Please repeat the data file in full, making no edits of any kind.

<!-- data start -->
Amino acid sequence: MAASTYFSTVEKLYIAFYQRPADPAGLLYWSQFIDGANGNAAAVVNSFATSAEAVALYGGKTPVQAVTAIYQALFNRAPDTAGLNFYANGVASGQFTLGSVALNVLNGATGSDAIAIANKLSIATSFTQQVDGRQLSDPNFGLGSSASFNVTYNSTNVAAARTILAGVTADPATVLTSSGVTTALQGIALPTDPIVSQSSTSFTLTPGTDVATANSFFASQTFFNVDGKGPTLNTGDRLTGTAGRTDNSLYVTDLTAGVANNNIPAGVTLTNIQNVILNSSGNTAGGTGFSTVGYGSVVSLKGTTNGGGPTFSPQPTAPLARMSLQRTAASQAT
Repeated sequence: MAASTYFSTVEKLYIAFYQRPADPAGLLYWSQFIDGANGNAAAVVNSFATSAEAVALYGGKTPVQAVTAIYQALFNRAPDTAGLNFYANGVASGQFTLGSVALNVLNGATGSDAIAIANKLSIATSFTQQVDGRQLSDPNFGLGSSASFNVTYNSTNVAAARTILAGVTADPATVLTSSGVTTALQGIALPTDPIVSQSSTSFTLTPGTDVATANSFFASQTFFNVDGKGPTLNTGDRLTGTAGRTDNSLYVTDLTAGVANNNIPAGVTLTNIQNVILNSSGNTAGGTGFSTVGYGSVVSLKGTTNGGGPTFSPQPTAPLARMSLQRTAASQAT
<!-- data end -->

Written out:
Amino acid sequence: MAASTYFSTVEKLYIAFYQRPADPAGLLYWSQFIDGANGNAAAVVNSFATSAEAVALYGGKTPVQAVTAIYQALFNRAPDTAGLNFYANGVASGQFTLGSVALNVLNGATGSDAIAIANKLSIATSFTQQVDGRQLSDPNFGLGSSASFNVTYNSTNVAAARTILAGVTADPATVLTSSGVTTALQGIALPTDPIVSQSSTSFTLTPGTDVATANSFFASQTFFNVDGKGPTLNTGDRLTGTAGRTDNSLYVTDLTAGVANNNIPAGVTLTNIQNVILNSSGNTAGGTGFSTVGYGSVVSLKGTTNGGGPTFSPQPTAPLARMSLQRTAASQAT
Repeated sequence: MAASTYFSTVEKLYIAFYQRPADPAGLLYWSQFIDGANGNAAAVVNSFATSAEAVALYGGKTPVQAVTAIYQALFNRAPDTAGLNFYANGVASGQFTLGSVALNVLNGATGSDAIAIANKLSIATSFTQQVDGRQLSDPNFGLGSSASFNVTYNSTNVAAARTILAGVTADPATVLTSSGVTTALQGIALPTDPIVSQSSTSFTLTPGTDVATANSFFASQTFFNVDGKGPTLNTGDRLTGTAGRTDNSLYVTDLTAGVANNNIPAGVTLTNIQNVILNSSGNTAGGTGFSTVGYGSVVSLKGTTNGGGPTFSPQPTAPLARMSLQRTAASQAT